An egret on the hunt.  Water birds now rely on flooded agricultural fields, which are saturated with herbicides and pesticides.

An egret on the hunt. Water birds now rely on flooded agricultural fields, which are saturated with herbicides and pesticides.

It is estimated that 97% of California’s wetlands are gone.  Gone.  About two-thirds of that remaining 3% is dysfunctional and polluted. In Los Angeles, only 1% of wetlands remain.  We have constructed our properties to drain precious rainwater and even irrigation water into culverts and out to the ocean, rather than collect it in our soil where it belongs.  All the riparian animals, from specialized aquatic microbes and fungi up to large mammals, have gradually all but disappeared.  What we have instead of wetlands are millions of  chlorinated swimming pools, lined ponds and bird baths.  Although we may believe that these help animals, the treated water is weakening and killing them with chemicals when they are desperate enough to drink from them, and offer no shelter or food source.

A young green heron visits a chemical-free pond.

A young green heron.

Dr. Bob Lloyd of Pura Vida Aquatics, a Southern California-based business, has spent the last 20 years maintaining ponds chemical-free.  “Algicide will kill aquatic microbes, and hurt hummingbirds and all the other creatures that drink it,” he says.  To help offset some of the loss of wetlands Dr. Lloyd converts swimming pools into swimming ponds that are cleaned with plants and fish rather than with chemicals.

You may see photos of some methods of pool conversions on the Internet that look fantastic, but really are expensive and drastic, and hard to maintain.  They require the draining (and waste) of the 22,000 gallons (more or less) of pool water, the altering of the pool itself by building a cement planting bed along the inside and the filling of that bed with a large amount of gravel.  Plants are set in the gravel and after refilling a pump sends water through this system to clean it. The gravel would need to be cleaned over time, which would mean draining water again and hauling out a ton of slimy gravel, and buying new.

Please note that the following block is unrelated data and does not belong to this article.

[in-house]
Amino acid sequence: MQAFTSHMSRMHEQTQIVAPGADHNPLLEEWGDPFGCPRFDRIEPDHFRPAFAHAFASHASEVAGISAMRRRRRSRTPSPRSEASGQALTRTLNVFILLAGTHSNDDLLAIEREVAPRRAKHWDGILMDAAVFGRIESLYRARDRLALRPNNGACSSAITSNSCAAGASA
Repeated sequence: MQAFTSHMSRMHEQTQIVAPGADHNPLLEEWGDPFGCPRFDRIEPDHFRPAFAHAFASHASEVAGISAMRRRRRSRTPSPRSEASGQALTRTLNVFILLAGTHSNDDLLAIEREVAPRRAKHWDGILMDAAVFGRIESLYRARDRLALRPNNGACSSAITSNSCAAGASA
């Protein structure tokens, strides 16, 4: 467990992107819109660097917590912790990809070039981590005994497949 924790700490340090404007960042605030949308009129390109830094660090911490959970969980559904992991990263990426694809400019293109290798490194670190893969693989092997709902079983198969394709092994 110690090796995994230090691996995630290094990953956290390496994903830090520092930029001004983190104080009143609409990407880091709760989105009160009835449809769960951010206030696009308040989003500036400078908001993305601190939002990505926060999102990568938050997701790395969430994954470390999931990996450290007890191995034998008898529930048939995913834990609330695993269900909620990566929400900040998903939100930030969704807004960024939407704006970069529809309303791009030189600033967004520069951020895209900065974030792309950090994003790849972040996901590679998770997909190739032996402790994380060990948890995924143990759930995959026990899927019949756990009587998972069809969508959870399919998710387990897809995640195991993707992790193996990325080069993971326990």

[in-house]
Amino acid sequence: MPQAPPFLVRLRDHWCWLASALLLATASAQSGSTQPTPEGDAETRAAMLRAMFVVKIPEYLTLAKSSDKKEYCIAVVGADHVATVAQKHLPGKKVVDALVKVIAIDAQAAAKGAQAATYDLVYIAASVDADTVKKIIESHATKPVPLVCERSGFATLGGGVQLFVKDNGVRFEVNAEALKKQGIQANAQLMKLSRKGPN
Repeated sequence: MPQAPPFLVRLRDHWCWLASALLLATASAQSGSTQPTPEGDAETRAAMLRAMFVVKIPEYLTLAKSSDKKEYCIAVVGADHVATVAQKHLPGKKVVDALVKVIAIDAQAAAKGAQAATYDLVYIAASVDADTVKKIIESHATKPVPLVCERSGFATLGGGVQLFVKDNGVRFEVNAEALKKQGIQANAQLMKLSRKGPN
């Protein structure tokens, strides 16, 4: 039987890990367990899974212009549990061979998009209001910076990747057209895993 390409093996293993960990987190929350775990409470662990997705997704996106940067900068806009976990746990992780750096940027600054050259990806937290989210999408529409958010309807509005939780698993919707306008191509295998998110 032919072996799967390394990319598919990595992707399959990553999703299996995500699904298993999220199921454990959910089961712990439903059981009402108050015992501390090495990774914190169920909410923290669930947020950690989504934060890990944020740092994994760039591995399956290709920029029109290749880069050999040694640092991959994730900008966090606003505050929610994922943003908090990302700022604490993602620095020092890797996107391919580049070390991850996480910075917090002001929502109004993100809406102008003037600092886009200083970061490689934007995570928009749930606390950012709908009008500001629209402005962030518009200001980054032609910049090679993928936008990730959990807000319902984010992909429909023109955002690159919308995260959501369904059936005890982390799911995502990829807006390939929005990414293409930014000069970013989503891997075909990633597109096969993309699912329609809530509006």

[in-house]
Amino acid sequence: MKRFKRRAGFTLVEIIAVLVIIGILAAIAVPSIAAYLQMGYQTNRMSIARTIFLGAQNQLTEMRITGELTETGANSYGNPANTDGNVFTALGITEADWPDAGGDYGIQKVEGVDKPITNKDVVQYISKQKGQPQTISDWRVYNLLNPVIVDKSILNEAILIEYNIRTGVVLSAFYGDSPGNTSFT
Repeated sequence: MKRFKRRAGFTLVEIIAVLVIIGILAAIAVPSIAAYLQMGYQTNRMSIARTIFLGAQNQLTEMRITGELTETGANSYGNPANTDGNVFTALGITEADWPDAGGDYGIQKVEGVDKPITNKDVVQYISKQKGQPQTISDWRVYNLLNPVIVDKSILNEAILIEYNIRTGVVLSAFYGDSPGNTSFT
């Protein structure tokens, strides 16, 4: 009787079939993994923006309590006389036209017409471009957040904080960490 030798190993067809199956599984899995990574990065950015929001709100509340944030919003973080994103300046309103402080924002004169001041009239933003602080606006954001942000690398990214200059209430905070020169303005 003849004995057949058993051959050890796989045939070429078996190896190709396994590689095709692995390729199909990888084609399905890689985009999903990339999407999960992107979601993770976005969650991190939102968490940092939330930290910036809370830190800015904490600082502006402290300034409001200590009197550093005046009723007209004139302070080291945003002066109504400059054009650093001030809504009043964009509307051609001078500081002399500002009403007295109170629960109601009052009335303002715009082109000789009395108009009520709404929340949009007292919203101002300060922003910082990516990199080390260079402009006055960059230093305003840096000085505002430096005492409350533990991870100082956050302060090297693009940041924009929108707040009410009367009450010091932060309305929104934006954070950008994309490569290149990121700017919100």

Bluegill and koi buddies.

Bluegill and koi buddies.

Dr. Lloyd’s system is far less expensive, not invasive to the pool structure at all and is easily removable if years down the road the system is no longer desired.  His system is unique and is the product of his PhD in microbiology and his decades of experience working with natural ponds.  The plants that are installed are outside of the pool and  can have a look that goes with the surrounding vegetation.  Even aquatic edibles can be experimented with, such as watercress, water chestnuts and more.

Installing plants inside a pool can be done without changing the pool structure if the pool isn’t going to be used for swimming, or only for gentle laps.  The reason is that the splashing water and waves from vigorous swimming is very hard on plants.  Many plants die from having too much water on their leaves, and from being battered against the sides of the pool.  Using Dr. Lloyd’s method of external decorative plants the pool has the ambiance of a pond and the usability of a regular swimming pool.  And you can still swim with koi and other fish!  How cool is that?

IMG_0606Converting your pool or pond takes a little patience as the biology develops; do you remember the adage that you can’t rush Mother Nature? The evolution of a pool conversion lasts several months. Watching the evolution of a chemical pool to a swimming pond is exciting.  With the absence of chlorine, there is a natural algae bloom which turns the inside of the pool a bright, beautiful green.  The algae help clear the water of harmful chemicals. As the water is routed through plants, some of the aquatic creatures that balance a pond are added from a local source.  As the water clears, fish are added.  The fish eat the algae so there are no fuzzy green threads growing up from the bottom or floating on the surface.   Fish can be added within weeks of the start of the project. “Its like managing a 20,000 gallon fishtank,” Dr. Lloyd grins.